Your biggest expense for a European holiday will be transportation. Within a week of paying for your airline tickets, I would suggest you buy travel insurance. Accidents, health issues and weather related incidents can happen even before you start your holiday. I bought “cancel for any reason” insurance that will cover the costs of our airfare, car rental and hotel rooms in case we have a problem either before or during our European trip. We have had two close calls of having trips cancelled at the last minute by hurricanes so having trip insurance gives us peace of mind.
Once I have my airline and car reservations made, it is time to plan what cities to visit. I use a large scale map and sticky markers to visualize the route. I also use small scale maps when I’m looking for a scenic route or places of interest along the way. Most of the time, our destinations are about a 3 to 4 hour drive apart. If you do take the scenic route along a coastal or mountain road, it may take longer than you may have planned, especially if you encounter bad weather.
How long the stay will be at each destination is usually determined by how long your holiday is for. When my husband and I first started traveling in Europe, we spent one night in each hotel and were on the road the next morning because our vacations were 7 to 10 days long. Now our trips are usually for three weeks with a 3 night stay at each destination. We do make exceptions and will stay one night to break up a long drive or stay 4 or five nights if we are visiting somewhere especially interesting that we have never been to before. This year’s trip will be 26 days long and we will be staying at 10 hotels, 3 we have never been to before and 7 favorites that we love returning to time and again. We will leave from Frankfurt and visit Germany, perhaps day trip over to Switzerland, visit France and Austria before flying home from Munich.
Do your research when choosing a hotel or destination in Europe, I spend days, if not weeks, researching them. I’ll Google a town or hotel and look at 10 or more pages of websites, trying to get honest, unbiased information. If the website is in a foreign language, I’ll copy and paste it into Google translate. I like to read traveler’s opinions on Trip Advisor but you might be surprised that I read the terrible comments before the good ones. If there is a pattern of something being wrong with a hotel, that is where you will discover it. I also rely on the viamichelin.com and Michelin Red Guides for honest information on hotels and good restaurants. If we plan to stay at a spa resort, wellness hotel, as they are referred to in Europe, the Relax Guide is the absolute best but you have to translate the information. The hotels that we finally pick are selected for their location, having a good reputation and their amenities like a good restaurant or wellness facilities.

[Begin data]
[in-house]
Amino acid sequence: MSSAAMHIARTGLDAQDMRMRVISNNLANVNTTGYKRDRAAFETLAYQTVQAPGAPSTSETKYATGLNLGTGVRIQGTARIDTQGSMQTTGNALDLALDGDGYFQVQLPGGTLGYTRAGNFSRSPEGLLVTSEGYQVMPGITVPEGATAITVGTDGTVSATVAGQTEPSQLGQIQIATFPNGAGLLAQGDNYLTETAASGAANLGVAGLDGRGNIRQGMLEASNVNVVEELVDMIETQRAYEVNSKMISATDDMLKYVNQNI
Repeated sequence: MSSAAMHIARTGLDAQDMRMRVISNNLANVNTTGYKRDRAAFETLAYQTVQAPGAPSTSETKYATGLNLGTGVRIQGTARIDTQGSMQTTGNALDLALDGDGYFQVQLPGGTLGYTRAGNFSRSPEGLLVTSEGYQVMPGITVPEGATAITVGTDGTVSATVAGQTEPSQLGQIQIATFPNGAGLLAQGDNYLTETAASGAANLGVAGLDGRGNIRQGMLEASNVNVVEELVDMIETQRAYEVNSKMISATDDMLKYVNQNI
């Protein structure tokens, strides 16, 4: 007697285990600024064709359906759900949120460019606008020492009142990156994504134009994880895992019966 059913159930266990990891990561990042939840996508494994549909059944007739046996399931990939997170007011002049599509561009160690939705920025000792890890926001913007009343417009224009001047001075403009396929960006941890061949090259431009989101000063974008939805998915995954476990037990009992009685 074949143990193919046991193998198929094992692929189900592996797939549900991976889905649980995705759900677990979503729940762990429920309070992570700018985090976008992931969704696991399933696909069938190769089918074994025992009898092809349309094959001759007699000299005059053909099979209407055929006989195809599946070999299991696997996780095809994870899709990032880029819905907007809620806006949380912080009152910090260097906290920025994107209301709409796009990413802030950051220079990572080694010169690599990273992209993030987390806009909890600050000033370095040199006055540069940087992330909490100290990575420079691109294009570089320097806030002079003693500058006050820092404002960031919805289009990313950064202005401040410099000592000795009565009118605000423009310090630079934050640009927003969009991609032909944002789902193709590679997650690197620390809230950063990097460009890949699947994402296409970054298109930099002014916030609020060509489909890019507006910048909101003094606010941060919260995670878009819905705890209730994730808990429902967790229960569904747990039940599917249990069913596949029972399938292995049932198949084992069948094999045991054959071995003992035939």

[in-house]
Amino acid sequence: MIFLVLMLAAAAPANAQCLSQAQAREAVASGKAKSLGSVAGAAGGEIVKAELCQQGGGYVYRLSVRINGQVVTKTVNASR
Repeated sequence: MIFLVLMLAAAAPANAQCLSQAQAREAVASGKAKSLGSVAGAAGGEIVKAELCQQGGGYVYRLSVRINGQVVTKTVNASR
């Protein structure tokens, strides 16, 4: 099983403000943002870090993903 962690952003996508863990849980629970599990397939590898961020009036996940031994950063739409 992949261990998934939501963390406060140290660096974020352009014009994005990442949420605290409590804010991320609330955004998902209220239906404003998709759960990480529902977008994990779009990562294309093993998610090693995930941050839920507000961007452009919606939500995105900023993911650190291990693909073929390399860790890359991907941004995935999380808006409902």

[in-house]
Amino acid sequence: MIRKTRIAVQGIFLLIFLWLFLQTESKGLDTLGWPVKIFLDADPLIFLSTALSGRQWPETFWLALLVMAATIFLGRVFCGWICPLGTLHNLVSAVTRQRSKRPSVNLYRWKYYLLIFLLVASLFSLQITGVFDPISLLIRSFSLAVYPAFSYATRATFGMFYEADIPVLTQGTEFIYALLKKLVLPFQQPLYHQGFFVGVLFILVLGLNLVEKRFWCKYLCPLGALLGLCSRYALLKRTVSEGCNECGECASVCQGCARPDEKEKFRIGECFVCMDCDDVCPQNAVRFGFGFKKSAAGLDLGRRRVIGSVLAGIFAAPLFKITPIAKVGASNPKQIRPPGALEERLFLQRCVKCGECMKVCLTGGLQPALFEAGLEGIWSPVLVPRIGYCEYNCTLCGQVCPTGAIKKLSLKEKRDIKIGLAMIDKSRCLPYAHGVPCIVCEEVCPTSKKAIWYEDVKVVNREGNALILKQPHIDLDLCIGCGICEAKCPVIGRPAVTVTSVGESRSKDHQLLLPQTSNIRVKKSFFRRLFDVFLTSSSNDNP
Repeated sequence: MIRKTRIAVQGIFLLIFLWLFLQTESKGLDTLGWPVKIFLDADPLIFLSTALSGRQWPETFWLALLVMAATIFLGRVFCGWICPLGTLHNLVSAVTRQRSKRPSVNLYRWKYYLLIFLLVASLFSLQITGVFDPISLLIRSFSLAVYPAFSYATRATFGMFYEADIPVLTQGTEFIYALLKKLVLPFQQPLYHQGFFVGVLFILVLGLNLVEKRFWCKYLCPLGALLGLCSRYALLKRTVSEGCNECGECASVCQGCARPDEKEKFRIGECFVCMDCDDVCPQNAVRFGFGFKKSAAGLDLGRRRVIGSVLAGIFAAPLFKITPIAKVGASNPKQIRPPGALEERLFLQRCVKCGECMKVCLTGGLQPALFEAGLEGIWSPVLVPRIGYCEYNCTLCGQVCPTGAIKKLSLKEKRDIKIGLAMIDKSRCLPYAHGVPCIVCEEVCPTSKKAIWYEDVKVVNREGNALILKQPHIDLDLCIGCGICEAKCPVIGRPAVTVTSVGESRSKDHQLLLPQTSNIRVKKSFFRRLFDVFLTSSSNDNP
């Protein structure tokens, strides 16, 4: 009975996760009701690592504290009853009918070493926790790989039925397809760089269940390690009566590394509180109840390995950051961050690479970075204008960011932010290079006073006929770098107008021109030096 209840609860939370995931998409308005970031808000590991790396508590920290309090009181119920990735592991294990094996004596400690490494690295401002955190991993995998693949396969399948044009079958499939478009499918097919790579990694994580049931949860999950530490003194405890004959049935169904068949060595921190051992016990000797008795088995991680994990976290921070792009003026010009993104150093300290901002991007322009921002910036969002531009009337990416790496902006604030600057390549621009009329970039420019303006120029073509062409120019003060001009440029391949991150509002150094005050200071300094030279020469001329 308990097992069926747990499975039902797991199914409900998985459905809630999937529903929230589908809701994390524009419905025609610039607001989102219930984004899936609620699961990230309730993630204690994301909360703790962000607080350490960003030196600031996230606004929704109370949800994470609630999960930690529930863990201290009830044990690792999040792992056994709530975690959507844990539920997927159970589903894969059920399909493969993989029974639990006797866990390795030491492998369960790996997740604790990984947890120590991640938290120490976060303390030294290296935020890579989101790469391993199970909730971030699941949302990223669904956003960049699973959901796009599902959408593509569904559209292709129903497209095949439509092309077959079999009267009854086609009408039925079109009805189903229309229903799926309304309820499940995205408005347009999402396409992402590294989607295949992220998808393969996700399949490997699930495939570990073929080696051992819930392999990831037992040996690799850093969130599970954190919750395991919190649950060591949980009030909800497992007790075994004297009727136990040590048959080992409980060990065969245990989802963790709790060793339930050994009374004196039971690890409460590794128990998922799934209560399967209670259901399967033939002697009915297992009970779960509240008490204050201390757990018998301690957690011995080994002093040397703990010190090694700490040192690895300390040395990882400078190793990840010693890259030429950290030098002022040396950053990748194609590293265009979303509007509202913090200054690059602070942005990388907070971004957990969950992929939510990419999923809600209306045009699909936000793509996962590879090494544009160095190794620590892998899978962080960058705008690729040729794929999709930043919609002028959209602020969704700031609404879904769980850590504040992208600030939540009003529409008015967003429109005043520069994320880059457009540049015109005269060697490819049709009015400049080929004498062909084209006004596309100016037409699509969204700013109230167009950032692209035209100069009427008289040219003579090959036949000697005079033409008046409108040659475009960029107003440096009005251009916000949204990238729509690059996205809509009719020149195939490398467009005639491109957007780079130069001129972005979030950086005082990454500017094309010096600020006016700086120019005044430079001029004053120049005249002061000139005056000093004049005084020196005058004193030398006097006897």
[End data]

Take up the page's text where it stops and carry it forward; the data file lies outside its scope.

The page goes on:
I don’t use a booking site to reserve a room. While you may get a good price, you may also get one of the small rooms that most people would be unhappy with, get a room with a window that looks out at a concrete wall three feet away or you may even get the noisy room over the dumpster that the hotel has trouble renting.
E-mail the hotel directly to make a reservation especially when you would like a specific room or have a question about the advantage of one room classification over another. If I don’t hear back in a couple of days, I’ll send a second e-mail as sometimes the first might have gone into their spam file. By the time I walk into a hotel entrance for the first time, I’m confident that I got a room for a good price and our stay will a nice one.
Last but not least, stay close to the airport for your departure. The night before our flight home, we are staying at the Hilton Munich Airport which is connected to the airport terminals. There is nothing worse than being caught in unexpected traffic, encountering long check in or security lines then having to run through an airport with your carry on luggage, all the time hoping not to miss your flight home.
I’ve been planning multi city road trips through France, Italy, Germany, Austria and Switzerland for years and find the whole process very interesting. While planning each of those trips, I have learned a lot about each country before I’ve ever left home.
Many of our friends have told me that they would find the task daunting and would rather take a guided tour where someone else has planned and is responsible for their holiday. My husband and I enjoy our road trips in Europe so I thought I would share my planning tips with my readers who might be thinking of planning their own European holiday.
Good luck and happy travels!